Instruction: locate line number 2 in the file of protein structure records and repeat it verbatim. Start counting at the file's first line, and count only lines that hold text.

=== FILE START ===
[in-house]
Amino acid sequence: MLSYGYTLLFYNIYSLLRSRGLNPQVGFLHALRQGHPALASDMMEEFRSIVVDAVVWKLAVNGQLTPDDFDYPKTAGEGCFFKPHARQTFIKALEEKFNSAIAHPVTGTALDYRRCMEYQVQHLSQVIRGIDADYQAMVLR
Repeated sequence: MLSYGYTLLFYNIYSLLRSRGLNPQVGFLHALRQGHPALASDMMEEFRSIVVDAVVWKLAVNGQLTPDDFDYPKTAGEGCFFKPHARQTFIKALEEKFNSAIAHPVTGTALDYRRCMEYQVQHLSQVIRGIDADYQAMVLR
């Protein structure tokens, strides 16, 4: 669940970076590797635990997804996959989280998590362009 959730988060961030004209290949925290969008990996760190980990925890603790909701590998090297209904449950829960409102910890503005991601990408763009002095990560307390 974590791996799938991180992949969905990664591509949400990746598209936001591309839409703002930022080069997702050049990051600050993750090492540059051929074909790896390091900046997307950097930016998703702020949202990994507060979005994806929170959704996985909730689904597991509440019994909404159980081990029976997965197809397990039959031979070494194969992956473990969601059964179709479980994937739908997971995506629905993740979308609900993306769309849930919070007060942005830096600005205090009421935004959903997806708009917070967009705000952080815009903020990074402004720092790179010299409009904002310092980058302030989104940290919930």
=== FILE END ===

Amino acid sequence: MLSYGYTLLFYNIYSLLRSRGLNPQVGFLHALRQGHPALASDMMEEFRSIVVDAVVWKLAVNGQLTPDDFDYPKTAGEGCFFKPHARQTFIKALEEKFNSAIAHPVTGTALDYRRCMEYQVQHLSQVIRGIDADYQAMVLR